How does providing suitable advice contribute to driving business capital value? It is the beginning of the client’s relationship with the business, and one that ideally would last for many years. This, as we know, creates an opportunity to provide suitable advice across a variety of financial needs clients might have. This would constantly be updated over the years as client’s financial needs and circumstances change. Discussing money, finances, and possibly mortality, are very emotive and sensitive subjects. The Certified Financial Planner (CFP) Board also recognised the link to emotion and behaviour, to the extent that it will include questions on the psychology of financial planning in the examination for the Certified Financial Planner (CFP) Board of Standards designation (Barney, 2021). They think that it is important that advisors are prepared when advising clients on money which may come from unpleasant events e.g. a divorce, the death of a parent or a partner. Or dealing with clients who are socially conscious and do not want to invest in companies that are not environmentally friendly. Understanding the emotional and behavioural aspects allows for better and more effective communication with clients. This ultimately allows the advisor to also provide more suitable advice.

We are all aware of the regulatory requirements as set out in Section 8 of the GCoC, to ensure that advice provided to the client is suitable. We also know that sometimes when the required processes are not followed, there is the potential that a claim goes wrong because the advice was not suitable for the client. The following example highlights the importance of understanding a client’s needs and circumstances in order to provide guidance and insight about knowing and following the requirements of the GCoC when rendering advice. This is necessary to ensure clients’ needs are understood and that the advice and product solutions match those needs so that it is suitable.

Ombud case: In the case between Hylton Forge and Old Mutual Life Assurance, the complainant had intended to withdraw his entire fund value in order to resolve an urgent liquidity need he had at the time. The complainants fund value stood at R220 000. Old Mutual incorrectly advised the complainant, saying it was not possible to withdraw the full amount, leading to the complainant withdrawing only a third of the fund value (R70 000). Of this amount, the complainant was paid R48 000 after all the necessary deductions. The complainant lodged a complaint with the FAIS Ombud. The complainant sought the full commutation value of his fund. The complaint was upheld. Old Mutual was ordered to take the necessary steps to reverse the transaction, recalculate the tax and pay the complainant what was due to him, less permissible deductions, plus interest.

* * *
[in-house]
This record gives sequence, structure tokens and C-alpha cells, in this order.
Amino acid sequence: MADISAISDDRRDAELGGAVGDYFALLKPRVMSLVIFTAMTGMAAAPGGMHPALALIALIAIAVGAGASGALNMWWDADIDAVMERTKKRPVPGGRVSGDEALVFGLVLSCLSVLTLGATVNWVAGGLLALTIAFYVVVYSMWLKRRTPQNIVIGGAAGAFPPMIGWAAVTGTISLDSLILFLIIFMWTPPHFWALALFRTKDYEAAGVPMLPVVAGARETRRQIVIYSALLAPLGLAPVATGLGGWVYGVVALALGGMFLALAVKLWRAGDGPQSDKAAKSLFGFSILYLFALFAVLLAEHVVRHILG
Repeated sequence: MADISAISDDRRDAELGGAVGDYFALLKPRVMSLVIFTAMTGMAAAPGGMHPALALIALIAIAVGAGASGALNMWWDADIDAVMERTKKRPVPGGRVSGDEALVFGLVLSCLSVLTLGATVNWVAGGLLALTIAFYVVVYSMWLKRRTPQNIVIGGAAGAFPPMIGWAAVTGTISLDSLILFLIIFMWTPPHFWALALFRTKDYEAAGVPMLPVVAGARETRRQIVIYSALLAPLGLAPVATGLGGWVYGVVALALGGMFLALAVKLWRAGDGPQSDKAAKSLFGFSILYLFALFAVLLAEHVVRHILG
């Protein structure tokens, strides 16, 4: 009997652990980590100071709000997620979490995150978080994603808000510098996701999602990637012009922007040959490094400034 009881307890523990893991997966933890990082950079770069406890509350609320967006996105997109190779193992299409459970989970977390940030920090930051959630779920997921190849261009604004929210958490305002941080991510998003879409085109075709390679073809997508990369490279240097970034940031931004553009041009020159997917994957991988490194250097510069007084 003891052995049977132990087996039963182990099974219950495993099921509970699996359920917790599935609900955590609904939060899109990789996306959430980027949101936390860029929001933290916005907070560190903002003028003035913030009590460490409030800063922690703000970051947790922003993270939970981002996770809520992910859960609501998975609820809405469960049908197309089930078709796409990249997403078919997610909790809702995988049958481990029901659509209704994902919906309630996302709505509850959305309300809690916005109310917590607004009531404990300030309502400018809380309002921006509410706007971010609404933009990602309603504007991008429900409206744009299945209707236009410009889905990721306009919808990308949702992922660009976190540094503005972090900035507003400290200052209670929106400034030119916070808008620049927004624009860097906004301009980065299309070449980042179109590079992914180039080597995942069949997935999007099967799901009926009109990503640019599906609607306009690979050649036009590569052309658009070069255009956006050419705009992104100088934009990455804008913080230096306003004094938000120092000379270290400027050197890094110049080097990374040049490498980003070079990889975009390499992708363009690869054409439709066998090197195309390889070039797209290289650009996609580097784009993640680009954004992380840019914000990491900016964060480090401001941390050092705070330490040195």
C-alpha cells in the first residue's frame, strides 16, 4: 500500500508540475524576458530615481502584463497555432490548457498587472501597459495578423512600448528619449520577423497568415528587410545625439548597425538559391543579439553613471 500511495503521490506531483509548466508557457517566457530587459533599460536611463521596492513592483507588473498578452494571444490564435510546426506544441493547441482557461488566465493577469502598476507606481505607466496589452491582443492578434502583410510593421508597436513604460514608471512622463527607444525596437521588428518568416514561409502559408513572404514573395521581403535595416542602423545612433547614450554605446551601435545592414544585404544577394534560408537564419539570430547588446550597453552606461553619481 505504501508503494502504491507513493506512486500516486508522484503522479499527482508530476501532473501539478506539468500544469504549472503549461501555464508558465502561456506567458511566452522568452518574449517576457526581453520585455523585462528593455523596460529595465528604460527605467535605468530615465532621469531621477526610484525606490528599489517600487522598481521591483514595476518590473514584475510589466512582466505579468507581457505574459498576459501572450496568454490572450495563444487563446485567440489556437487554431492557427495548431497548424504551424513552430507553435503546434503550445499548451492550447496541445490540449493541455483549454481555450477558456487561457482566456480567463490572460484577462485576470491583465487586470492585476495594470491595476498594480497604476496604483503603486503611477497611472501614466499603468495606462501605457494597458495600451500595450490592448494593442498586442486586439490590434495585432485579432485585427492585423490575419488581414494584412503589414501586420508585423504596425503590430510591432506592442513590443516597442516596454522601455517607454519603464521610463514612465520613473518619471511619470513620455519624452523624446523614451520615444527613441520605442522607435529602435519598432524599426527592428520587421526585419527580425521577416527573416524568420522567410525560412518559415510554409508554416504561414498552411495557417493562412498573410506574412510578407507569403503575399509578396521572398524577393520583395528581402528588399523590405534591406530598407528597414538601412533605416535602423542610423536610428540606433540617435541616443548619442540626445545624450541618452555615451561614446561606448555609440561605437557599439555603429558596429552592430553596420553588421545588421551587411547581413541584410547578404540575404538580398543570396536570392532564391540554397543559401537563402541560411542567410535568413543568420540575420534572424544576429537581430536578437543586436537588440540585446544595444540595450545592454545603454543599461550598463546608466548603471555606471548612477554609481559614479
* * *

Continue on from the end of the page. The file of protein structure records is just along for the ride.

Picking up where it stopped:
Not truly understanding a client’s financial needs and objectives or having insufficient product knowledge could result in an Ombud ruling and a tainted business reputation. Is it possible, that if the advisors followed the TCF principles that these determinations could have gone the other way?

As mentioned earlier, the TCF principles have slowly been integrated into current financial services legislation and the COFI Bill. In support of this movement, to treat customers fairly, the COFI Bill forms part of the ongoing legislative reforms aimed at strengthening the regulation of how the financial services industry treats its customers. Masthead has stood firm in our vision to ‘keep the independent advisor independent since 2004 and continues to do so. As such, we consistently review regulatory changes from the perspective of the IFA and have provided substantial feedback to the FSCA/National Treasury on the COFI Bill, which is in the process of being finalised by National Treasury for submission to Cabinet for approval.

Feedback to the FSCA/National Treasury on the COFI Bill
Masthead members can read the full submissions on Masthead Connect.
Log in here and follow this path to access the documents: For Members > MHFAA > Regulatory input by Masthead.

Treating customers fairly is beneficial to any business, in that it builds client trust and therefore creates a loyal client base. Loyal clients support your business, positively impacting business revenue and therefore helping to build business capital value. As a result, there is an indirect link between treating customers fairly and business profitability and sustainability.

Treating Customers Fairly – Webinar and Online Course
Masthead offers a Treating Customers Fairly webinar and a TCF Overview Online Course to ensure you have a good understanding of the six TCF outcomes, the areas within your FSP that require TCF implementation, how to implement the outcomes, and the types of Management Information needed to demonstrate integration in your FSP. 


A national supplier of risk management services to independent financial advisors and other licensed financial service providers (FSPs). Established in 2004, we help our clients overcome their risk management challenges so they can grow and thrive in an increasingly regulated industry. Providing professional guidance and practical support, our team of specialists is passionately committed to delivering tangible solutions.